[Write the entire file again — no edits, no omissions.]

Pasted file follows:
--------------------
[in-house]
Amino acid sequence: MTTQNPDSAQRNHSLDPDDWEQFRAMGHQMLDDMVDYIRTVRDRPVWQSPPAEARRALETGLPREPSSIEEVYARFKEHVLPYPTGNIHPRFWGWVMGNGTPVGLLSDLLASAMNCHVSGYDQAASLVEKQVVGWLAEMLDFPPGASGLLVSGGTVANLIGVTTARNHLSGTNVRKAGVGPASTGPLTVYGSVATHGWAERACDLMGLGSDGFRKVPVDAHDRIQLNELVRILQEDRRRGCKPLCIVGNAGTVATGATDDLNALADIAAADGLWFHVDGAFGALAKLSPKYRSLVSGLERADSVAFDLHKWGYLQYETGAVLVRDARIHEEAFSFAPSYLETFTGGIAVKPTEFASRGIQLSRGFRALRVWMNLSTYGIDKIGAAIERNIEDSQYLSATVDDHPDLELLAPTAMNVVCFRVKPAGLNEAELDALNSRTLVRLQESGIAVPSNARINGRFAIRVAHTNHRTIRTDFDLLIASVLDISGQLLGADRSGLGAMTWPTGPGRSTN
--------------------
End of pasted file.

[in-house]
Amino acid sequence: MTTQNPDSAQRNHSLDPDDWEQFRAMGHQMLDDMVDYIRTVRDRPVWQSPPAEARRALETGLPREPSSIEEVYARFKEHVLPYPTGNIHPRFWGWVMGNGTPVGLLSDLLASAMNCHVSGYDQAASLVEKQVVGWLAEMLDFPPGASGLLVSGGTVANLIGVTTARNHLSGTNVRKAGVGPASTGPLTVYGSVATHGWAERACDLMGLGSDGFRKVPVDAHDRIQLNELVRILQEDRRRGCKPLCIVGNAGTVATGATDDLNALADIAAADGLWFHVDGAFGALAKLSPKYRSLVSGLERADSVAFDLHKWGYLQYETGAVLVRDARIHEEAFSFAPSYLETFTGGIAVKPTEFASRGIQLSRGFRALRVWMNLSTYGIDKIGAAIERNIEDSQYLSATVDDHPDLELLAPTAMNVVCFRVKPAGLNEAELDALNSRTLVRLQESGIAVPSNARINGRFAIRVAHTNHRTIRTDFDLLIASVLDISGQLLGADRSGLGAMTWPTGPGRSTN